Gastrointestinal Tract

Gastrointestinal (GI) tract refers to a tubular passage from mouth to anus that releases hormones to aid the digestion process. Extending about 8.3 meters, GI tract may be divided into three divisions: foregut, midgut, and hindgut.

1,849 Questions
Gastrointestinal Tract

What is the active ingredient in gastric juice?

The most important ingredient of gastric juice is hydrochloric acid.

Colorectal and Colon Cancer
Gastrointestinal Tract

What is a partial colonoscopy?

You are probably referring to a sigmoidoscopy, where only the lower portion of the colon is examined (anus, rectum and sigmoid colon).

Humor & Amusement
Public Health and Safety
Gastrointestinal Tract

Why do old people fart in public?

Because they can=)JK.

There are a lot of reasons that cause flatulence, from diet to diseases but mainly as you get older your sphincter muscles are not as strong as they used to be. So actually, old people fart everywhere, not just in public.

Gastrointestinal Tract

What is the cost of a liver transplant in China's hospitals?

cost of a liver transplant in china

Colorectal and Colon Cancer
Gastrointestinal Tract

What is the purpose of a colonoscopy?

The test is frequently used to look for colorectal cancer, especially when polyps or tumor-like growths have been detected by a barium enema examination and other diagnostic imaging tests.

It allows a doctor to look inside the entire large intestine. The procedure enables the physician to see things such as inflamed tissue, abnormal growths, and ulcers and commonly used to look for early signs of cancer in the colon and rectum. It is also used to look for causes of unexplained changes in bowel habits and to evaluate symptoms like abdominal pain, rectal bleeding, and weight loss.

Digestive System
Gastrointestinal Tract

Is there a list of organs in the alimentary canal?

the organs are the mouth, pharynx, esophagus, stomach, small intestine, large intestine, rectum, and anus.

Conditions and Diseases
Gastrointestinal Tract

Why do some people feel warmer than others?

Body temperature is an individual thing. The average body temp for people is 98.6 degrees, but that is only the average. Some people's body temp is 97 degrees and would be feverish at 98.6. The human metabolism will increase and decrease in speed depending on many different things. Could be almost anything, different medications will speed up or slow down metabolism which us humans being endothermic usually maintain a constant temperature usually between 96.4-98.8. 97.4-98.6 being an average for a healthy human all year around (I am attempting to give you a broader range with the #-#). Once you start to hit 99.6, you are considered running a fever for any number of reasons, usually illness or in some cases heat stroke (but heat strokes tend to make you quite a bit hotter, we are talking about your body cooking itself). Temperature might be constantly maintained in endothermic animals by means of using ones own chemical process to keep within temperature parameters for life to function, but still varies of course. Fatigue or simply the sleep response will decrease body temperature, ever have a rough day at work and your muscles hurt so you just want to lay down then sleep? That's because it is the body's way of repairing itself, the sleep response is triggered by a number of things which in turn decreases your body temperature to help settle down for rest. That is only one possible reason which happens quite often for anyone at anytime during the day. Another main possibility is body mass and muscle to fat ratio, the more fat you have on you the warmer you will be, seeing it is extra fuel to be burned and also acts as personal insulation. The bigger you are, the more energy it requires to run you, the more raw material converted into energy in which more heat is produced. Also, the more active you are and the more you challenge your body to do some work and burn that fuel you have stocked up the more heat you will naturally produce as a by-product of simple processes like air to carbon dioxide and fat to carbs/calories to energy (vice versa too[only for the "fat to carbs/calories to energy" though]). Could be something as simple as the temperature that you are relatively used to being in. Someone from Florida that is used to 75-100 degrees in the Autumn goes up to Ohio and complains about it being cold, where as the Ohioan says its nice n warm or slightly nippy at 50-70 degrees. It is estimated that 76 degrees (no wind) is the average comfort level for most Humans(assuming you are not wearing clothing). I cant say that Gender plays an extremely significant role in determining who diffuses body heat at a faster rate. If i had to guess i would say the guy would retain heat better than a woman of the same age and height with average build seeing men tend to be a bit more dense and have a larger torso to retain most of their heat where most metabolism takes place. This is a very very broad question to be answered by us telling you alone. There are about a million different variables can that contribute to body temperature and perception(personal tolerance if you will) of warm and cold. The main influences (I hope iIgot some of the major ones) are the ones I mentioned above that adjust the temperature of a endothermic animal on a larger and more frequent scale than others. At all times your body receives information from sensory input and adjusts you to compensate for the variances in the immediate environment(this should be the biggest one). Example being when in a cold environment your body involuntarily shivers as a precaution to keep you active and warm. Keep in mind that there is alot about the human that we do not understand yet, there are a ton of mechanisms from our ancestors that have been built into us from many years of experiencing the same thing over and over. The unknown could be a reason that influences temperature, I do not know, just throwing out of the box answers as a possible cause. It would be best if you would go to a search engine and look this up, its your best bet on finding a complete explanation to such a large and uncertain question. Sorry for the run on sentences, my English is getting a bit rusty. Someone fix anything in this post soon as they see it and dont like it.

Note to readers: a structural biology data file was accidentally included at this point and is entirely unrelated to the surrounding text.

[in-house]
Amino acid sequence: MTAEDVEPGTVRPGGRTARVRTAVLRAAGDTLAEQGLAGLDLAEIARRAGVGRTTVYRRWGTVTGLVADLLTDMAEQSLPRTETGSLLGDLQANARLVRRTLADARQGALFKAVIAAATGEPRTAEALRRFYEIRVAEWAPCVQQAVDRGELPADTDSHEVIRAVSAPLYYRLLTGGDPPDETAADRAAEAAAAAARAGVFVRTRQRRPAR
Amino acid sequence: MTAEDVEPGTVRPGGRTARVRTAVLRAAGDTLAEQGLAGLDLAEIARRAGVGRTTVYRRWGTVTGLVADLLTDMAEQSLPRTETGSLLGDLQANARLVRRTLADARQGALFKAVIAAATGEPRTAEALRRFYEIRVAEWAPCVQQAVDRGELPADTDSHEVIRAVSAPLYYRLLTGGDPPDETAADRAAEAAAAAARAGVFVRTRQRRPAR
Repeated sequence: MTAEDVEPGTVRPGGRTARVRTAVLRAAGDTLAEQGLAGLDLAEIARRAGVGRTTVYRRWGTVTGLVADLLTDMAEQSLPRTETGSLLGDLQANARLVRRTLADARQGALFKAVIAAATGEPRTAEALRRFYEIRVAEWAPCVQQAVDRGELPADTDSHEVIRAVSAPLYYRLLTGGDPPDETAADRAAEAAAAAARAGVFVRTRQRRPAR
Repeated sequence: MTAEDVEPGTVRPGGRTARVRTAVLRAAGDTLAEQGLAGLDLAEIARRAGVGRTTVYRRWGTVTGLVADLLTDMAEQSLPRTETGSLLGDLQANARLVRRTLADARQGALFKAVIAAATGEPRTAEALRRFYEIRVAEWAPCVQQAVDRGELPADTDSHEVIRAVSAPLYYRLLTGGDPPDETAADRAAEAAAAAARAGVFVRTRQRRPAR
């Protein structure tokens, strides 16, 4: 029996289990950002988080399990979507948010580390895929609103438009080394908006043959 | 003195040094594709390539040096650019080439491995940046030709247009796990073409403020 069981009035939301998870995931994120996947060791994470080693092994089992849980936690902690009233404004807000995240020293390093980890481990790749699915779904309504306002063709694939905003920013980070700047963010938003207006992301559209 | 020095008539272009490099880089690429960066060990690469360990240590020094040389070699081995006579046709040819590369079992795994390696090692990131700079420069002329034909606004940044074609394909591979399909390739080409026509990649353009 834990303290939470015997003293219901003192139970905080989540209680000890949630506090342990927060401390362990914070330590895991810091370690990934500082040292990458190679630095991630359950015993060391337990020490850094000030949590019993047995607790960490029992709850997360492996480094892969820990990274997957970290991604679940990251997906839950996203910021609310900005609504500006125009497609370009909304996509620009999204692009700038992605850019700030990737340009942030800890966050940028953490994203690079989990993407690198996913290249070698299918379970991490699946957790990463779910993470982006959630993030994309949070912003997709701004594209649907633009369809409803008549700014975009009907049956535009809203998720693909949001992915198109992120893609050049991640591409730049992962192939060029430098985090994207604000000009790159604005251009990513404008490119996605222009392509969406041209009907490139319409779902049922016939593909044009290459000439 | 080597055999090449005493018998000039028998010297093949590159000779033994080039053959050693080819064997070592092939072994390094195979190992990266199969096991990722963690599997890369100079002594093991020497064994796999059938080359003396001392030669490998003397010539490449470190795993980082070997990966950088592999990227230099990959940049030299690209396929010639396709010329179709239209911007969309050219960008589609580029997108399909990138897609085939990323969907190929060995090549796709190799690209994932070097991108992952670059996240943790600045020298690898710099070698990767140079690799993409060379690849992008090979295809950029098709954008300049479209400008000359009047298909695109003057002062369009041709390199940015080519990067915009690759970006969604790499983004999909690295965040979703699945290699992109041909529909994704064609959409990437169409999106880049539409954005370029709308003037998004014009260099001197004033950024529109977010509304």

Colorectal and Colon Cancer
Medical Technologies
Gastrointestinal Tract

Why can't colonoscopy patients eat before the procedure?